Liquidity Cushion

AAA

DEFINITION of 'Liquidity Cushion'

A reserve fund for a company or individual made up of highly liquid investments. A liquidity cushion relates to a business or individual holding an ample amount of cash, or other highly liquid assets, in relation to debt, so that a short-term liquidity crunch or other unexpected event will not lead to potentially disastrous consequences.

INVESTOPEDIA EXPLAINS 'Liquidity Cushion'

By maintaining cash reserves in money market instruments, unexpected demands on cash don't require the immediate sale of other less liquid securities, which in most cases would not be in the business's or individual's best interest to sell in order to raise cash. For all intents and purposes, liquidity cushion can also be known as a "rainy day fund."

RELATED TERMS
  1. Money Market

    A segment of the financial market in which financial instruments ...
  2. Cash

    Legal tender or coins that can be used in exchange goods, debt, ...
  3. Liquidity Risk

    The risk stemming from the lack of marketability of an investment ...
  4. Liquidity

    1. The degree to which an asset or security can be bought or ...
  5. Liquidating Market

    A type of securities market in which there is broad-based selling ...
  6. Cash Position

    The amount of cash that a company, investment fund or bank has ...
RELATED FAQS
  1. Where do companies keep their cash?

    If you have ever looked over a company's balance sheet, you have no doubt noticed the first account under the current asset ... Read Full Answer >>
  2. What are some examples of general and administrative expenses?

    In accounting, general and administrative expenses represent the necessary costs to maintain a company's daily operations ... Read Full Answer >>
  3. What is the difference between called-up share capital and paid-up share capital?

    The difference between called-up share capital and paid-up share capital is investors have already paid in full for paid-up ... Read Full Answer >>
  4. Why can additional paid in capital never have a negative balance?

    The additional paid-in capital figure on a company's balance sheet can never be negative because companies do not pay investors ... Read Full Answer >>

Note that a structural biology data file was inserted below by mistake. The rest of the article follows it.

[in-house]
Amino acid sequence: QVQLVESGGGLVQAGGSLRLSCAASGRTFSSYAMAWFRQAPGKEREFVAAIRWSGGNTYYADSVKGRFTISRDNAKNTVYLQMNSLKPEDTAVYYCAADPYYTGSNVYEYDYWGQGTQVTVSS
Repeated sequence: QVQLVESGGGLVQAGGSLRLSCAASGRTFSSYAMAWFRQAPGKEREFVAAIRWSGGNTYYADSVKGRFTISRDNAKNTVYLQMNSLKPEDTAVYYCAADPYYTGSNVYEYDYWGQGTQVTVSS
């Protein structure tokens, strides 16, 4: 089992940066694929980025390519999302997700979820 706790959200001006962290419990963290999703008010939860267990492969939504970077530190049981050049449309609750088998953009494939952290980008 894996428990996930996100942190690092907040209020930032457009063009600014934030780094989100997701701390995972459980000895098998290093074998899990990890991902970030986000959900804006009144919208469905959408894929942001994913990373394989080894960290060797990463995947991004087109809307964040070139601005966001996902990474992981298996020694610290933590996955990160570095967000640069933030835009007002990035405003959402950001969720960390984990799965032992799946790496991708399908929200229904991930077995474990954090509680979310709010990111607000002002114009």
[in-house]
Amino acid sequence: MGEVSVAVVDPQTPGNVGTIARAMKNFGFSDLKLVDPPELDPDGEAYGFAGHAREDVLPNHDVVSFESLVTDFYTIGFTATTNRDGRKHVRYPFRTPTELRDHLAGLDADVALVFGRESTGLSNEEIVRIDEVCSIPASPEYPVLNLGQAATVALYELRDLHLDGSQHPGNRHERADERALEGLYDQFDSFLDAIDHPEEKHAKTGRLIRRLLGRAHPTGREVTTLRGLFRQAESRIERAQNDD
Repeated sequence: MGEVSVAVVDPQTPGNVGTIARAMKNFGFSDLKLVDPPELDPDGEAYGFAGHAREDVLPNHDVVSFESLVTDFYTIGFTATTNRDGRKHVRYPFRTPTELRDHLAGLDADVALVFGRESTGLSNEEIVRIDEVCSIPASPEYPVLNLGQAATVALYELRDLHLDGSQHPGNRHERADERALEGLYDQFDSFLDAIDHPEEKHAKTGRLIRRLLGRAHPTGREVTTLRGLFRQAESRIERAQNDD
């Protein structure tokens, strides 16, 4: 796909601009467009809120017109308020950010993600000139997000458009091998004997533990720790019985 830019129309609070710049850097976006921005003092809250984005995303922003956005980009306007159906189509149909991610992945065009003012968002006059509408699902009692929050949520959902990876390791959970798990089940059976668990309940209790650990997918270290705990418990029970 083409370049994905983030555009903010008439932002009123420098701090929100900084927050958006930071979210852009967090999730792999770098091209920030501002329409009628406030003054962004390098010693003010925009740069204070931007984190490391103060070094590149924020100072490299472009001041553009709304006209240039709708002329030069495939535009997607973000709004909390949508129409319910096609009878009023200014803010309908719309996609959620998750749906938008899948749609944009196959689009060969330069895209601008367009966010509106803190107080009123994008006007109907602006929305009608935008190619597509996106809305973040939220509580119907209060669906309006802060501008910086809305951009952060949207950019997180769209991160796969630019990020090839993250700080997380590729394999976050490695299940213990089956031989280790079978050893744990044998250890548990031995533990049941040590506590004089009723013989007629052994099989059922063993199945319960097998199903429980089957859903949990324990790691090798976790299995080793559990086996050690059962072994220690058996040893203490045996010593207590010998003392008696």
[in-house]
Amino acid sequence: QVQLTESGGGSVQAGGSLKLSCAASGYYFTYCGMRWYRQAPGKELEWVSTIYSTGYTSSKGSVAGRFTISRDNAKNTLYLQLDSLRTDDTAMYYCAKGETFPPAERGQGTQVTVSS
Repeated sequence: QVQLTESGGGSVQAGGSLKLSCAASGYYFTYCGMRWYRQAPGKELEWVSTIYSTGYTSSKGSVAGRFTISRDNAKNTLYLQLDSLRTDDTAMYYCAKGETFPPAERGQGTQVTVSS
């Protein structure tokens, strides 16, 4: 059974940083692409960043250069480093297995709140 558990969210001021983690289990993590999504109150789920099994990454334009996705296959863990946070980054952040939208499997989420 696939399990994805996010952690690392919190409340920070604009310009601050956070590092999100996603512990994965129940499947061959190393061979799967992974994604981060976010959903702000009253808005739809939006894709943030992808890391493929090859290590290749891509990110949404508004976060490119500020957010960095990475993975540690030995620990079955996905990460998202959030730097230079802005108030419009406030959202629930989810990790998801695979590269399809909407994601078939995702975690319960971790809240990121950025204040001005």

5. When does the fixed charge coverage ratio suggest that a company should stop borrowing ...

    Since the fixed charge coverage ratio indicates the number of times a company is capable of making its fixed charge payments ... Read Full Answer >>
  6. How does additional paid in capital affect retained earnings?

    Both additional paid-in capital and retained earnings are entries under the shareholders' equity section of a company's balance ... Read Full Answer >>
Related Articles
  1. Personal Finance

    Breaking Down The Balance Sheet

    Knowing what the company's financial statements mean will help you to analyze your investments.
  2. Investing Basics

    The Working Capital Position

    Learn how to correctly analyze a company's liquidity and beat the average investor.
  3. Investing Basics

    Diversification Beyond Stocks

    If you think holding several stocks means you're diversified, think again - there's much more to be done to reduce portfolio risk.
  4. Options & Futures

    Basic Investment Objectives

    You might know about different asset types, but do you know how each type contributes to a particular goal?
  5. Professionals

    Are Stock Buybacks Always Good for Shareholders?

    Stock buyback programs aren't always done with the interests of shareholders in mind. It's important to try to understand the motivation behind such moves.
  6. Fundamental Analysis

    Making Sense of Netflix's Balance Sheet

    Understand how to assess Netflix's performance based on the major components of its balance sheet.
  7. Economics

    Understanding the Top Line

    Top line refers to a company’s gross sales without any reductions for discounts or returns.
  8. Economics

    What's an Allowance for Doubtful Accounts?

    The allowance for doubtful accounts represents the percentage of the accounts receivable the company expects to write-off as uncollectible.
  9. Fundamental Analysis

    Understanding Activity Ratios

    Activity ratios measure how effectively a business uses its assets.
  10. Investing Basics

    What is Accrued Income?

    In a mutual fund, accrued income is earnings that have accumulated over the year, but have not yet been paid out to shareholders.

You May Also Like

Hot Definitions
  1. Dog And Pony Show

    A colloquial term that generally refers to a presentation or seminar to market new products or services to potential buyers.
  2. Topless Meeting

    A meeting in which participants are not allowed to use laptops. A topless meeting organizer can also ban the use of smartphones, ...
  3. Hedging Transaction

    A type of transaction that limits investment risk with the use of derivatives, such as options and futures contracts. Hedging ...
  4. Bogey

    A buzzword that refers to a benchmark used to evaluate a fund's performance. The benchmark is an index that reflects the ...
  5. Xetra

    An all-electronic trading system based in Frankfurt, Germany. Launched in 1997 and operated by the Deutsche Börse, the Xetra ...
  6. Nuncupative Will

    A verbal will that must have two witnesses and can only deal with the distribution of personal property. A nuncupative will ...
Trading Center
×

You are using adblocking software

Want access to all of Investopedia? Add us to your “whitelist”
so you'll never miss a feature!